If his holographic image in my head had suddenly communicated with me, I am not sure how I would have reacted. If I should introduce myself or does he know that I exist in the family already. I don’t know and I will never know.
A fine gentleman I indeed, missed, meeting!! So I did what I do best. A sketch of him shall do unless I am allowed to be ferried to the Land of the Dead for a day. Until then, may he live long in the hearts and memories of his near and dear ones.
As eye catching these male antelopes are, they can be difficult to put down in dots. I loved the final effect of the dotwork for this antelope despite my reservations against handling such a beautiful subject in stippling.
A dot at a time with a Rotring 0.1mm Isograph.
In the hopes of seeing the greatness of the Great Indian Hornbill, I took to pen and paper to sketch it out. The elusive great bird is a sight I am yet to witness. I have had the pleasure of the company of the duller cousin, Malabar Grey Hornbill. Watching it from close quarters, I dive into the imaginary lands of how the Great Indian Hornbill would be to see with naked eyes.
Also known as “kochilakhai” bird in the eastern state where I come from, it was hunted for its flesh which is said to have medicinal properties. In the northeastern states, it was hunted for its crown until the bird reached near extinction. To think that the GIH might go extinct if the conservation efforts are not seriously enforced, gives me the chill. Hope to see it sometime soon.
Weddings are the most confusing yet overwhelming times in any and every Indian family. And when you are not the bride/groom, the gifting business becomes more of a burden than a pleasure. We have moved away from the traditional gifts of clothes, jewellery and household items but cast away onto an island of uncertainty when it comes to modern day wedding gifts. As individuals, we have grown so apart that except immediate family, one doesn’t know what the bride or the groom would like. So I chose the straight forward approach to this kind of a situation which is ask the recipient. Knowing well that I was in that situation a little over a year ago, and somebody asking you point blank about a wedding gift is not an easy question to answer. To make my cousin’s life easier I gave her multiple choices followed by the question. She picked few and I narrowed down on the most convenient one.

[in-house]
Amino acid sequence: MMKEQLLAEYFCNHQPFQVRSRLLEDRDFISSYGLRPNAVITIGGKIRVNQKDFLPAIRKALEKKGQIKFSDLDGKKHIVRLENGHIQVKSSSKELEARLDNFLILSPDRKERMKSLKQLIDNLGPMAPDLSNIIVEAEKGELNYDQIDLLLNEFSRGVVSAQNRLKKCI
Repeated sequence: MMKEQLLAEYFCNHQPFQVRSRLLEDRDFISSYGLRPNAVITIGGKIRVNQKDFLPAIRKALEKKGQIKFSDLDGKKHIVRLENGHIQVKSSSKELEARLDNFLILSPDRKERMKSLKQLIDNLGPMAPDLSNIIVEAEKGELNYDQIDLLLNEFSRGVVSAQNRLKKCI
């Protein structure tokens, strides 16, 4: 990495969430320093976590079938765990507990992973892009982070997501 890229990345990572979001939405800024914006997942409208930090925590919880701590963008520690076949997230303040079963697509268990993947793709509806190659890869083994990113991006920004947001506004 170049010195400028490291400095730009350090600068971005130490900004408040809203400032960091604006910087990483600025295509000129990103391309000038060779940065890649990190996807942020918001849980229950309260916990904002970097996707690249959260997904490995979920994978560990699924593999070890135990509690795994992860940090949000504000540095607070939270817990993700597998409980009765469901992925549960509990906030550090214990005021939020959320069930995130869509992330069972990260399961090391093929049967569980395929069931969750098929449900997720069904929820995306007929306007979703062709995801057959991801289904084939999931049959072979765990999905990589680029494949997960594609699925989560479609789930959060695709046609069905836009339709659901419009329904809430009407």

Few months later, at the wedding, I met the groom. I was very proud of my little sister for being so right about the choice of gift. The groom seemed to be swooning over macaws more than his bride. Two days after the wedding, he was busy exhibiting his love for the colourful birds of the South American rainforests than his bird. So I thought if I gave a sketch of a macaw to them, may be he will continue his head-over-heels business with both the colourful birds.
The Macaw took 40 hours to come alive at 12 X 16 (inches). Rotring pens are not always the easiest or the kindest tools to handle but they have stood by me all along. The results have mostly been better than what I expected. I hope the macaw brightens up the newly wedded couple’s home 🙂
Red munia or strawberry finch, as the name suggests, is a striking red sparrow sized bird found in tropical Asia. The males and females are generally a dull brown colour with multiple white spots. The male develops this red breeding plumage and white streaks under the eyes during the monsoon months in the South of India. The pairs build their nests together using blades of grass, feathers, pieces of charcoal etc. In this piece, the male is seen carrying a ruffled feather from the surrounding to build its nest.